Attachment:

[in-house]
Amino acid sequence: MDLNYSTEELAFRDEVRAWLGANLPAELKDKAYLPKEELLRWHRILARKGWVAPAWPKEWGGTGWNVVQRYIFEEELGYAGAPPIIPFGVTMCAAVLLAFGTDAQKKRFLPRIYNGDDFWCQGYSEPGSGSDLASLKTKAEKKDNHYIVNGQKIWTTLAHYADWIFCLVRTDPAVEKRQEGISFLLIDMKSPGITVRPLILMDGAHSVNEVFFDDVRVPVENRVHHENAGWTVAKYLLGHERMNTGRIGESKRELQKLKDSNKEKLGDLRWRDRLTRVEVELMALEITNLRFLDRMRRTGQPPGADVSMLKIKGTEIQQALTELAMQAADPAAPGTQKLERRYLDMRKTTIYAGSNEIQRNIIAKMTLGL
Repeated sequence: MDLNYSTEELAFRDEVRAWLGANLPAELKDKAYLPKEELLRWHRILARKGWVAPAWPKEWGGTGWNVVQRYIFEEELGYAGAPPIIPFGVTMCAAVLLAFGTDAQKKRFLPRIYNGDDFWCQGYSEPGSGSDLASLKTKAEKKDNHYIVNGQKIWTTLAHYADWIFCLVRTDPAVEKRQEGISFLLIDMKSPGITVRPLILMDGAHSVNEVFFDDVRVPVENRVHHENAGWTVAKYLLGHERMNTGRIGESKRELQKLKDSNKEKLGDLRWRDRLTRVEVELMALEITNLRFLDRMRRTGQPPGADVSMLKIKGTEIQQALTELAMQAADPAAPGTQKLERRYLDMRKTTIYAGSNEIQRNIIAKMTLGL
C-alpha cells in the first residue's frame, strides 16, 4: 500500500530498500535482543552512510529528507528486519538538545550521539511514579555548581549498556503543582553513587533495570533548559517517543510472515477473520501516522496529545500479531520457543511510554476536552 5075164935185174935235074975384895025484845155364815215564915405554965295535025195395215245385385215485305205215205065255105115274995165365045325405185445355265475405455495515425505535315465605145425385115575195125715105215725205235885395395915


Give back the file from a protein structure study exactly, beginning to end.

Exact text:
[in-house]
Amino acid sequence: MDLNYSTEELAFRDEVRAWLGANLPAELKDKAYLPKEELLRWHRILARKGWVAPAWPKEWGGTGWNVVQRYIFEEELGYAGAPPIIPFGVTMCAAVLLAFGTDAQKKRFLPRIYNGDDFWCQGYSEPGSGSDLASLKTKAEKKDNHYIVNGQKIWTTLAHYADWIFCLVRTDPAVEKRQEGISFLLIDMKSPGITVRPLILMDGAHSVNEVFFDDVRVPVENRVHHENAGWTVAKYLLGHERMNTGRIGESKRELQKLKDSNKEKLGDLRWRDRLTRVEVELMALEITNLRFLDRMRRTGQPPGADVSMLKIKGTEIQQALTELAMQAADPAAPGTQKLERRYLDMRKTTIYAGSNEIQRNIIAKMTLGL
Repeated sequence: MDLNYSTEELAFRDEVRAWLGANLPAELKDKAYLPKEELLRWHRILARKGWVAPAWPKEWGGTGWNVVQRYIFEEELGYAGAPPIIPFGVTMCAAVLLAFGTDAQKKRFLPRIYNGDDFWCQGYSEPGSGSDLASLKTKAEKKDNHYIVNGQKIWTTLAHYADWIFCLVRTDPAVEKRQEGISFLLIDMKSPGITVRPLILMDGAHSVNEVFFDDVRVPVENRVHHENAGWTVAKYLLGHERMNTGRIGESKRELQKLKDSNKEKLGDLRWRDRLTRVEVELMALEITNLRFLDRMRRTGQPPGADVSMLKIKGTEIQQALTELAMQAADPAAPGTQKLERRYLDMRKTTIYAGSNEIQRNIIAKMTLGL
C-alpha cells in the first residue's frame, strides 16, 4: 500500500530498500535482543552512510529528507528486519538538545550521539511514579555548581549498556503543582553513587533495570533548559517517543510472515477473520501516522496529545500479531520457543511510554476536552 5075164935185174935235074975384895025484845155364815215564915405554965295535025195395215245385385215485305205215205065255105115274995165365045325405185445355265475405455495515425505535315465605145425385115575195125715105215725205235885395395915